Building a new house

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This topic contains 7 replies, has 5 voices, and was last updated by Profile photo of Anonymous Anonymous 10 years ago.

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  • #52429
    Profile photo of Anonymous
    Anonymous
    Participant

    Hello
    I am trying to find out how to put together a ‘project’ to build a new house on an urban plot, I am at the point of having the old house demolished but am unsure of the procedure re the permissions / licence’s
    Do I have an architect refine my drawings first (commit to paying) or can I get an outline planning license first?
    I am in Albunol, Granada
    Thanks
    Paul

  • #67282
    Profile photo of Anonymous
    Anonymous
    Participant

    First off – you need permission (a licence) to demolish the existing building and you need to apply for this at least one month before you want to start demolition works.
    There is no such thing as outline PP – you have to go the whole hog and submit your proyecto which has been stamped by your architect right from the start.

  • #67283
    Profile photo of Anonymous
    Anonymous
    Participant

    Would suggest you get 3 proposals from different architects for both the project to get the demolition licence and also for the new build. Would also talk to your local council about the time they need to grant the demolition licence.

    Good luck

    Terry English

  • #67284
    Profile photo of Anonymous
    Anonymous
    Participant

    Your local council planning department should be able to give you a couple of photocopied sheets that briefly specify the building requirements for a given urban area.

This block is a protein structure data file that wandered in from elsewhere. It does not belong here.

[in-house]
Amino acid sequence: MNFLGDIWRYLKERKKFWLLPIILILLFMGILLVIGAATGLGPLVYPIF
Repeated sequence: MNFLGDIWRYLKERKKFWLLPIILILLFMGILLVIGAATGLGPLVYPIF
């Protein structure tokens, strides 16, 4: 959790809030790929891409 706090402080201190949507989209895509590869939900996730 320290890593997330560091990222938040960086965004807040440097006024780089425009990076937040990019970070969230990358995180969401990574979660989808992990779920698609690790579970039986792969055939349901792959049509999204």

Known as ordananzas they detail the minimum plot size, number of floors, parking places, building materials and colours, etc. A local architect will also have all this information on file.

    Don’t assume that you will be able to copy all of the characteristics of the building that currently occupies the plot.

  • #67304
    Profile photo of Anonymous
    Anonymous
    Participant

    As they’ve told you before you will be needing license both for demolishing & building…

    Both operations need projects to be signed by a professional and also a study (basic or full depending of the magnitude of the works) on workers security & health issues will be needed.

    It’s of most importance what Rawlins said about not assuming the new building may have same characteristics of the previous one as local planning regulations may have changed so you could find yourself with an area where building has been limited or restricted.

    Do first of all contact an architect, as many times it could be far more better to restore the old construction than building a new different one as in restoring you can generally keep the characteristics your previous dwelling had.

    No license will be granted without a project. An ‘Aparejador’ (medium grade technician) will do for the demolishing but you will need an architect for the building, so many times best thing (cheaper) is to hire the architect to make both projects.

    The building project has two different stages. Basic Project and Execution Project (Sometimes they can be merged in a single document if construction is not too big)

    First one outlines the characteristics of the future house and can be used to get the building license (It’s the one the Town Hall will examine to check if you fulfill planning regulations) the other one is the complete description of the means, resources, services, etc… needed to carry out the building.